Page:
The haunting rhythmic monkey like cries of the woods announce one thing, you are in Barred Owl country. The cool evening air of the Texas spring woods is often punctuated with these haunting hoots one of the most vocal of all native birds in the State of Texas. Heard at a distance but rarely seen the Barred Owls of the lower White Rock Creek drainage give an interesting look into a world that few see.
|Adult Barred Owl Strix varia in a Cedar Elm Tree, Dallas, Texas|
Most active after sunset, the Barred Owl is considered nocturnal but can also be seen and heard during the day during mating season. The birds feed on a variety of small animals including mice, rats and squirrels.
Distributed widely in the Eastern half of Texas they prefer large mature woodlands, marshes and stands of old growth trees. The larger trees are important to the Barred Owl as the old voids in the trunks provide nesting sites for their offspring. This habitat is similar to that of the Red Shouldered Hawk and the Barred Owl will often take over old Red Shouldered Hawk nests as their own.
|Male Great Horned Owl, White Rock Drainage, Dallas, Texas|
Territorial in nature, if one were to come up with a common dog breed similar to the Barred Owl, a good comparison would be a strong willed Jack Russell Terrier. Loud, compact, ferocious and an intense burning pride of territorial defense are hallmarks of this bird. Most of the photos in this post feature Barred Owls in deep seeded territorial defense of their nesting and feeding areas bounded by a heavily wooded creek and some open terrain.
|Female Barred Owl in deep woods, Dallas, Texas|
Typical Hoot- A series of 6 to 8 "Who Cooks For You" calls noting the bird's location to other Barred Owls in the area. These are often casual calls similar to a rooster calling at sunrise. If challenged with a reply, the owl will make more punctuated gestures with their calls, puffing feathers and moving their head around.
Woo-haaahs - These are response calls to the typical owl call above and seem to serve as a brief response to another owl that begins the initial calling. Seems that they are just checking in on each other around sunset to find each others roost locations.
Greeting Calls- These are the monkey calls and deep cackle calls that make the Barred Owls so special. Very deep resonating calls that are often loud.
Interesting that some researchers say that Barred Owls in the Southern United States carry a Southern Drawl with their vocalizations, a Rebel Yell of sorts vastly different from that of Northern birds.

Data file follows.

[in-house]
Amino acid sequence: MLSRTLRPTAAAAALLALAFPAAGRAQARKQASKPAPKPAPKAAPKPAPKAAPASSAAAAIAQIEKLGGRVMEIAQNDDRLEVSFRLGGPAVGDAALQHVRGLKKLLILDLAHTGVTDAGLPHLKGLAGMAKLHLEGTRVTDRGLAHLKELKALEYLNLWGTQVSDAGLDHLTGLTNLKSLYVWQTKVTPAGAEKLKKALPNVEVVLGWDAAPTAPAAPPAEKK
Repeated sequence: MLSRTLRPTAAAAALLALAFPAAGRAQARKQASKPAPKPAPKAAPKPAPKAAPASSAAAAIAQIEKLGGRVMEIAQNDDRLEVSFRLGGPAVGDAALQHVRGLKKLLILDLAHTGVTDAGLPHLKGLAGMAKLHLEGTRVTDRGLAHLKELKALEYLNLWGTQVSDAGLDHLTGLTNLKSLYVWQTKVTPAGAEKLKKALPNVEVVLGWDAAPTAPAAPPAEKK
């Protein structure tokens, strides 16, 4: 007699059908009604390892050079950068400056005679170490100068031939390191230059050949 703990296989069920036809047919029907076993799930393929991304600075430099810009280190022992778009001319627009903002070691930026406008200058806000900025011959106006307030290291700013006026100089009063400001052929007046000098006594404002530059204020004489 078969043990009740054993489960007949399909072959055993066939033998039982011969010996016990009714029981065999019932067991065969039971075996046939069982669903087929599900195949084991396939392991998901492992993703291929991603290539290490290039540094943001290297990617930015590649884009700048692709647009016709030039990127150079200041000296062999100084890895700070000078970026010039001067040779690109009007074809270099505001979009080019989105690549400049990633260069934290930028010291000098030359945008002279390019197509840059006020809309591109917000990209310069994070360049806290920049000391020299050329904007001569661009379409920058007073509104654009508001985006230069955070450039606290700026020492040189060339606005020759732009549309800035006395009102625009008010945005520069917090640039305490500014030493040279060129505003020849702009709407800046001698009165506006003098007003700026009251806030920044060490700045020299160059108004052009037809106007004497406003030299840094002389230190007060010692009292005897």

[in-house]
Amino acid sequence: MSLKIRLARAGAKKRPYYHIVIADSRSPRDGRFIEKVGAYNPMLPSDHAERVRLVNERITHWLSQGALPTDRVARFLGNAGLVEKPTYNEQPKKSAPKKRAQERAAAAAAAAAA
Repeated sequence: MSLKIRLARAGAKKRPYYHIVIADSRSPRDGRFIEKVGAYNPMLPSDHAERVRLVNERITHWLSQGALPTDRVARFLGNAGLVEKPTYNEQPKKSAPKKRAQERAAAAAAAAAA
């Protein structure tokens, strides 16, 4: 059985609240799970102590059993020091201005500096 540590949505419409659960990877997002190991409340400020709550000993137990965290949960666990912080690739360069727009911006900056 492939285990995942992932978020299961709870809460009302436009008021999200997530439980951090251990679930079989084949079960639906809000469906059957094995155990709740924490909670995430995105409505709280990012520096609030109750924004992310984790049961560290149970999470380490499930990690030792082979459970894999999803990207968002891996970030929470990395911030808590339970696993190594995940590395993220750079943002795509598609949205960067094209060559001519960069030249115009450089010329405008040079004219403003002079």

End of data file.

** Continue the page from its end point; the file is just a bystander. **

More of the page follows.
Hey, with all this carrying on how about a baby?
|Barred Owls displaying courtship behavior|
|Male Owl flying towards the sound of foreign Barred Owls|
When that does not happen, when the calls from owls in another territory continue calls or even invade some invisible Maginot Line, the birds take to the air to defend their ground. Castle Doctrine time.
|Invader Barred Owl|
The Barred Owl pair has an adversarial foe some 1/3 mile distant. From the evening quarrels they seem to value the deepest portion of the creek bottoms as prime hunting habitat and will often vocally spar for rights over the creek that bisects the area. At right is one of the Barred Owls that has trespassed into the nesting couple's territory.
|Driving out the invading owl with a punctuated drop out of roost|
How to tell when an owl is angry
The blank look of frozen expression in birds most likely contributes to their use as table fare across the planet. I have never seen a happy or sad chicken. A bird that shows compassion for others etc. Personally, I have never seen it till looking through my photos of the owls. Below is a great example of how the male owl, seen below can change the entire look of it's body from that of a doe eye doll into some Boba Fett bounty hunter.
Courtship of the Barred Owls
In the video clip above, the two Barred Owls are displaying the textbook behavior of Barred Owl courting. Shoulder to shoulder, preening, grooming and mutual feeding. It almost appears as though they are French Kissing.
|Courtship behavior of Barred Owls, Dallas, Texas|
Things were always pretty quiet on occasional visits to the nest until one evening very recently when what should appear high in the treetops.......
|The Baby Barred Owl|
|The Female Adult Barred Owl|
Owls can only stay in nest cavities so long. They must fledge the nest earlier than other bird species in a process called "branching". This involves a precarious number of days where the owl sits out, literally on a branch being tended to by the adults.
In the fading evening sunset light when the last fading rays of the sun hit the wet oak leaves just right, the fuzzy ball of plush downy feather show the inner soul of a future varmit terminator. The fire burns bright in the eyes.
|Testing out a quickly growing pair of wings and feathers|
|Discovering claws and practicing hand-eye coordination grabbing things|
Above is an brief overview of the baby owl and parents that roost in nearby trees. Territorial calls by the parents, the baby looking at the world around it for the first time, the baby even passes a pellet or partially digested mouse of some kind.
|A curious baby Barred Owl watching the woodland floor below|
Interesting to watch. Many areas of DFW that have wooded tracts are home to Barred Owls. A keen sense of hearing coupled with some patience over a series of evenings can usually winnow down the territory of Barred Owls. The owls exist in a near unbroken chain over overlapping territories on White Rock Creek from Lake Highlands to the mouth of White Rock Creek in the Great Trinity Forest.